the 5d is marginally cleaner and sharper at higher iso. At 100-400iso, they are virtually indistinguishable (other than framerate and field of view).


really? only marginally? would better optics (on both, compared) make the 5D shine more, or would it stay rather insignificant?
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#10 Satsuki Murashige

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Posted 27 January 2010 - 06:04 PM

really? only marginally? would better optics (on both, compared) make the 5D shine more, or would it stay rather insignificant?

Hard to say. I was working on a music vid on which we were intercutting two 7Ds and one 5D using Canon L glass, as well nikon, pentax, and sigma glass. It all looked fine at 1080. Maybe zeiss, panavision, or leica glass would make more of a difference, I dunno.
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#11 Ram Shani

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Posted 28 January 2010 - 02:49 AM

i use the superflat for over 6 projects and i just love it
and what it do to the skin tone
it tried over 20 setups and superflat is the best
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#12 Joshua Camp

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Posted 26 November 2010 - 03:02 PM

I have written about our complaints with Superflat, cine-gamma, and some of the others out there and posted our response in the form of a free picture style. Let me know what you think..
Posted Image

Free Download:

Shutter Down Pancake Picture Style for Canon
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#13 Hal Smith

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Posted 26 November 2010 - 05:21 PM


Both photos would have been improved with a little powder on the subjects. No camera system is perfect but a good makeup artist can help work around a given system's problems with skin tone rendition and excessive highlights.

Many of the pros shooting the Canon HDSLR's have come to the conclusion that "Getting the Shot in the Camera" is the best approach since its 8bit H.264 files are so fragile in post. I've shot a lot of color reversal over the years, I shoot with my 7D imagining it's loaded with Ektachrome to stay within the camera's available dynamic range. That's working out pretty well for me.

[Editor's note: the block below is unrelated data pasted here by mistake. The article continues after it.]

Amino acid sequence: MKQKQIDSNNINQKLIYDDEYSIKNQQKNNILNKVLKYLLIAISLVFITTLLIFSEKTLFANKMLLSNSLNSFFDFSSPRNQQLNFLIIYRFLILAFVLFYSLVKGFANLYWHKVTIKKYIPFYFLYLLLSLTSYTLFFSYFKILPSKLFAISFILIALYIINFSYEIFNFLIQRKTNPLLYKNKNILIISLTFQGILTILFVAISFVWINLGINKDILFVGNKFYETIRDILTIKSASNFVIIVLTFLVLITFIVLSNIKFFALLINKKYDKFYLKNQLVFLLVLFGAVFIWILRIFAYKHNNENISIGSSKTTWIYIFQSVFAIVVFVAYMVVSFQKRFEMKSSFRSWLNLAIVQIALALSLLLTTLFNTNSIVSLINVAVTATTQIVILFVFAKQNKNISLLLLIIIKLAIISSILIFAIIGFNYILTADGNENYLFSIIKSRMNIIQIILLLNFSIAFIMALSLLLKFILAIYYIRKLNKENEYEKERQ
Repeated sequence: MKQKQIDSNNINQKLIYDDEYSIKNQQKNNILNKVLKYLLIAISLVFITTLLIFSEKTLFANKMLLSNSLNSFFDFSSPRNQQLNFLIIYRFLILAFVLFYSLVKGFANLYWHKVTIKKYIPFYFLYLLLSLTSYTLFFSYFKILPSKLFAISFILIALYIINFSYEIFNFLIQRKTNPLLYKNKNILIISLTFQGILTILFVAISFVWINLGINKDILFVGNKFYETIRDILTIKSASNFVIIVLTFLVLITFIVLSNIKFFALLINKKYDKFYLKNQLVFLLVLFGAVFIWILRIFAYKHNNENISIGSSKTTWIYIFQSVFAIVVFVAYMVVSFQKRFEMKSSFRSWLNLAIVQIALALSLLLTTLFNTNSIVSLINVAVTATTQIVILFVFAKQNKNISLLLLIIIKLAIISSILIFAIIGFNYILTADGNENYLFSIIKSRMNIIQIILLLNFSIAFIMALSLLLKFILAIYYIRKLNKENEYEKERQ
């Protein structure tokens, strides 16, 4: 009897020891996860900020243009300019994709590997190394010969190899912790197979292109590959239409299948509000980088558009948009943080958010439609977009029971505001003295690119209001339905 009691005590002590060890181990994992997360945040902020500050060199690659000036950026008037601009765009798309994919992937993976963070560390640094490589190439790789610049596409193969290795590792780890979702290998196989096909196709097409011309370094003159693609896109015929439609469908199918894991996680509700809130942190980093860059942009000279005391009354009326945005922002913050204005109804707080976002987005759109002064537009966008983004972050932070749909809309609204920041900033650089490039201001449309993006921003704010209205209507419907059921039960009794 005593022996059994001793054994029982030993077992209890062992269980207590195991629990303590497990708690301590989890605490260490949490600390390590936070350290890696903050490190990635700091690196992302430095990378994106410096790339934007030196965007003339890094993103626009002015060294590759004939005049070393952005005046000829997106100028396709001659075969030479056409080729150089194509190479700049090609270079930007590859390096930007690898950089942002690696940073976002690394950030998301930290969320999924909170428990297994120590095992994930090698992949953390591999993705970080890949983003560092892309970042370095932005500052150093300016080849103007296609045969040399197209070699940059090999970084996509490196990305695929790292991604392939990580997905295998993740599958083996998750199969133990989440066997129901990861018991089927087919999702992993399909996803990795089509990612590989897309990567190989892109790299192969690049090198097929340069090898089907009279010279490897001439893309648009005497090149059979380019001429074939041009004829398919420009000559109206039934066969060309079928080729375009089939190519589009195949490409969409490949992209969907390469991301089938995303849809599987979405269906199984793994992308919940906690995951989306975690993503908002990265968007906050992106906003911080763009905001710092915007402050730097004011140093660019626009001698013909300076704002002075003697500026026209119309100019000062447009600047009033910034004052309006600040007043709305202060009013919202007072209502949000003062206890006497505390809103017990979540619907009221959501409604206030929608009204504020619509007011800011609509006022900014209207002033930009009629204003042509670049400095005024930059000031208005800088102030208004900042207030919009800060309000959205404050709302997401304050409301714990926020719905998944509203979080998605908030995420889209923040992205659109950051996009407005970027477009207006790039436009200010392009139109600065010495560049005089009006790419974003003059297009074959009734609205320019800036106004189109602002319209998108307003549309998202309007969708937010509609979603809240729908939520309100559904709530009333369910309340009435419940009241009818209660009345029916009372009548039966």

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#14 Hampus Bystrom

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Posted 26 November 2010 - 06:02 PM

Don't use superflat, at least not when trying to deduce exposure. Numerous times my DP have wrongly judged the exposure because the curve is so flattened at both ends, when trying to gauge the exposure I would suggest using Satsuki's settings and then switching over to superflat just before shooting. Shane Hurlbut talks about this on his blog.
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#15 Bill Totolo

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Posted 27 November 2010 - 02:24 PM

I usually use:

Picture Style: Neutral
Sharpness: +2
Contrast: -4
Saturation: -2
Tint: 0

Seems to work well. Haven't tried custom curves yet. The different picture styles seem to use different gammas and knee compression, Neutral doesn't roll highlights off very gracefully but seems to retain the most detail.


My humble opinion is to knock down sharpness in camera and manage that in post. Seems to help w/ moire issues. I use a 5D.
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#16 Joshua Camp

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Posted 26 December 2010 - 02:40 AM

Both photos would have been improved with a little powder on the subjects. No camera system is perfect but a good makeup artist can help work around a given system's problems with skin tone rendition and excessive highlights.


This is actually a single frame from a nightclub shoot. No possibility of make-up in natural settings.